I was born in East Africa [Dar es Salaam] on December 18, 1940 to a Sikh family. When I was 17 year old I rebelled from my religion and cut off my long hair and shaved off my beard. My parents were not happy with me, especially my mother as I was the oldest son and she thought that my siblings would follow my example.
My life was lived for enjoyment. Whenever I would go for a drive with friends, I would sit in front with the window down and watch my hair blow in the wind. As a kid we would watch John Wayne movies like “The White Hunter.” I told my friends that when I grow up I am going to be “Brown Hunter” and make lots of money. When I turned 20 years old, I asked my dad if it would be okay for me to move to England. His reply was “yes.”
Emigration to England
I arrived in London, in 1960 and this is where my life changed although it took nine years. I had not met my future wife yet and did not have any plan for where I was going to live even though I had come 3549 miles. One friend from Africa came to meet me and asked if I would like to move in with him in a small town called South Hall in Middlesex. We got there late, and in the morning, I woke up and looked out the window. I thought I was back in Africa and said to my friend that I was sorry but was going to move on. At the bus stop, I gave the bus conductor my loose change and told him to tell me to get off when the fare runs out.
I saw an advertisement for board, bed and breakfast for five pounds a week. I called the number and told the person who I was and where I was from. She started to give me directions but soon learned that I was too new to follow directions. She came and picked me up.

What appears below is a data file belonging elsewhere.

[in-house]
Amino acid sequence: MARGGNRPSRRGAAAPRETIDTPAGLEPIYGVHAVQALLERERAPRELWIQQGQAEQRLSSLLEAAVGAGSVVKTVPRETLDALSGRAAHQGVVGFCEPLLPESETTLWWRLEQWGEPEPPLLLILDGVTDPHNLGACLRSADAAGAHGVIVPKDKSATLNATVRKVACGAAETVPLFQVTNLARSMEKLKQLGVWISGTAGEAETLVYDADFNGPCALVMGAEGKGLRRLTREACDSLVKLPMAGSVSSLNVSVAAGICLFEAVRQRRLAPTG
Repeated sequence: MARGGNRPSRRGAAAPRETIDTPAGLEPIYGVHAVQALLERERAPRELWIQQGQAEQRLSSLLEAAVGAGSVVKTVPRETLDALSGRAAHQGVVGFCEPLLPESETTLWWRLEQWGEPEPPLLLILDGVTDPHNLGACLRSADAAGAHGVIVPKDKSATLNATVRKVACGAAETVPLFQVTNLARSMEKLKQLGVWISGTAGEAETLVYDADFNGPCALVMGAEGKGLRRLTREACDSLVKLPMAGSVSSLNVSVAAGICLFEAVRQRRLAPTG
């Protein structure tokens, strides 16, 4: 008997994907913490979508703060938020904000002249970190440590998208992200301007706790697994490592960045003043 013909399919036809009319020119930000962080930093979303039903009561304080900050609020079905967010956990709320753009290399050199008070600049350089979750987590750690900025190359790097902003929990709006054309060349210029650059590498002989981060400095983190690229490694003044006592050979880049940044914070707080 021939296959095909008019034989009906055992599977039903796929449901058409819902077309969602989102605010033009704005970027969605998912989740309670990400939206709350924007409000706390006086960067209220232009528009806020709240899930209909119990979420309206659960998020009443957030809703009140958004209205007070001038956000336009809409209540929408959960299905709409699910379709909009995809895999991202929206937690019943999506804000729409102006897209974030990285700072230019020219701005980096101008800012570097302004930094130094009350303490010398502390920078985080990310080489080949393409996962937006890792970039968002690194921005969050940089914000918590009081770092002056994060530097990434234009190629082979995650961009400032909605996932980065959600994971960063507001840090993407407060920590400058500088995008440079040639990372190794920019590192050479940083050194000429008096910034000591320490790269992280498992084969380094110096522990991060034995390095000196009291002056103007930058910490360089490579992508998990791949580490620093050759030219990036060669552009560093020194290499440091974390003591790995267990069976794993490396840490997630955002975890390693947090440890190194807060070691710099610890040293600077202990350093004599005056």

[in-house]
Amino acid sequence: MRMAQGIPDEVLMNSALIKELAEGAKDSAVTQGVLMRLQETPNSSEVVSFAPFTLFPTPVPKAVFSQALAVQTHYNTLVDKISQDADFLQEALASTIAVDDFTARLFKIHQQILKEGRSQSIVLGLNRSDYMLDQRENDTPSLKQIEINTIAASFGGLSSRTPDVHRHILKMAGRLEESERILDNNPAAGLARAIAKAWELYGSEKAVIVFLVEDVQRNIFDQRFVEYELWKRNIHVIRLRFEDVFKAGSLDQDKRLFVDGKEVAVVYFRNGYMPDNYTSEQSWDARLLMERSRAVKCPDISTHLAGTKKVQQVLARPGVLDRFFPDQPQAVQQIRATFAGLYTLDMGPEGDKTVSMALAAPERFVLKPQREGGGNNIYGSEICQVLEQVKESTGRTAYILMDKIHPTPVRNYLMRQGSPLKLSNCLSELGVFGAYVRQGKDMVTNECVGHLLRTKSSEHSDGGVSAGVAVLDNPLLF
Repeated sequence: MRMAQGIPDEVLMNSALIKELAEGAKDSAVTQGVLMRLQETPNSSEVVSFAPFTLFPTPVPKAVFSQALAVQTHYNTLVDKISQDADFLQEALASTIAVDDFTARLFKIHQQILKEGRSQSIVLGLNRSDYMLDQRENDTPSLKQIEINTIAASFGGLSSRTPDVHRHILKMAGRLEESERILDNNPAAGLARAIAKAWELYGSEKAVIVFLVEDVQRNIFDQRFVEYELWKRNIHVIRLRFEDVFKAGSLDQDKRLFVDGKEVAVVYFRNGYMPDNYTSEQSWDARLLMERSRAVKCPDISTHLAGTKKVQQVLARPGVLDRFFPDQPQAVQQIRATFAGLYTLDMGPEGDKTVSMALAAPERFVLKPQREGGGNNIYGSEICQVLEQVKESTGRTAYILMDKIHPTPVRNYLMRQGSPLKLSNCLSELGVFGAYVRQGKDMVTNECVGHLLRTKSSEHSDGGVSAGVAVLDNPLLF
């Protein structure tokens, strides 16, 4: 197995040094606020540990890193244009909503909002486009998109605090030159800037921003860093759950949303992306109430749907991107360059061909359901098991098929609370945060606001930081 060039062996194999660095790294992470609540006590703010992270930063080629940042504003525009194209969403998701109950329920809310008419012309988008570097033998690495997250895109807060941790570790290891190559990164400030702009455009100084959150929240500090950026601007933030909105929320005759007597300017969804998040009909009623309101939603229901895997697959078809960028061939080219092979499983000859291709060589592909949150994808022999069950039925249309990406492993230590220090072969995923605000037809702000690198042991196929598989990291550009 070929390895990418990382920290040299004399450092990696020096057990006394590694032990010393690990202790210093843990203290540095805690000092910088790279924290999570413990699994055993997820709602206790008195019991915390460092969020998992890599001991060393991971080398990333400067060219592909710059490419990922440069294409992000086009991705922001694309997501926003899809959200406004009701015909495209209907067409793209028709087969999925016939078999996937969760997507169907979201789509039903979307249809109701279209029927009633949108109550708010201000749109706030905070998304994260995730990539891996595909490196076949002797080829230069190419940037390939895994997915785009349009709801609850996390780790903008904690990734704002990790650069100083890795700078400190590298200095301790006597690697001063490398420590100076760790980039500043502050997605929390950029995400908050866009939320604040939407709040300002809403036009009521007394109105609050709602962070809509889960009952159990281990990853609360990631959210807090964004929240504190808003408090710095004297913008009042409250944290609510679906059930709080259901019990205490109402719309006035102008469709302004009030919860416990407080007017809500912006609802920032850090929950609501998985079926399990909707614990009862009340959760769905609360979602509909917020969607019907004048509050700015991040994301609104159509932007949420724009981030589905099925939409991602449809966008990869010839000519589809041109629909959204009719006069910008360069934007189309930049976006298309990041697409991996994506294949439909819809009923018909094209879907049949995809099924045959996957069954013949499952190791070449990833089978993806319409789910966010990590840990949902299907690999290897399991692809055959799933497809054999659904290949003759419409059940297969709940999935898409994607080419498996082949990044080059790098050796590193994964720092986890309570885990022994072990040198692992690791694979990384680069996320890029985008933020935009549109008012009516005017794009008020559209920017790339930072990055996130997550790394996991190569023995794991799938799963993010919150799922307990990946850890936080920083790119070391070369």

The British army offered me a job as a civilian cleaning the shop. One lunch time, one of the workers asked what kind of job I had in Africa. I said that I was a heavy-duty mechanic, and after the break he went and told the manager and the next day I started working as a mechanic.
Two years passed. One day two young ladies knocked on the door and invited me to a meeting for the Young Liberal Club. The next day we walked to the pub where they held the meeting. As I opened the door for these two ladies, I saw a young lady sitting by the table and taking minutes. I said, “She is the girl for me.” We started to date and got engaged in 1965. She told me that she had rebelled from the Church of England when she was 15, and was an atheist.
Marriage and missionaries
Jen and I were married in 1967. We were having a wonderful life and our first son was born in June 1970. In August 1970, just as I returned from my shift, there was a knock on the door. As I opened the door there stood two men and one of them said, “We are from The Church of Jesus Christ of Latter-day Saints and we have a message for you.” I replied that we don’t believe in God and was closing the door when one of the missionaries said, “God loves you.” My wife was in the kitchen and our son was sleeping in the pram. I asked Jen if she believed that God loves us, and she answered, “You know we don’t so why are you asking?” I said that there are two Yankees who told me that God loves me and I am going to call them in. Her answer was, “Don’t you dare.”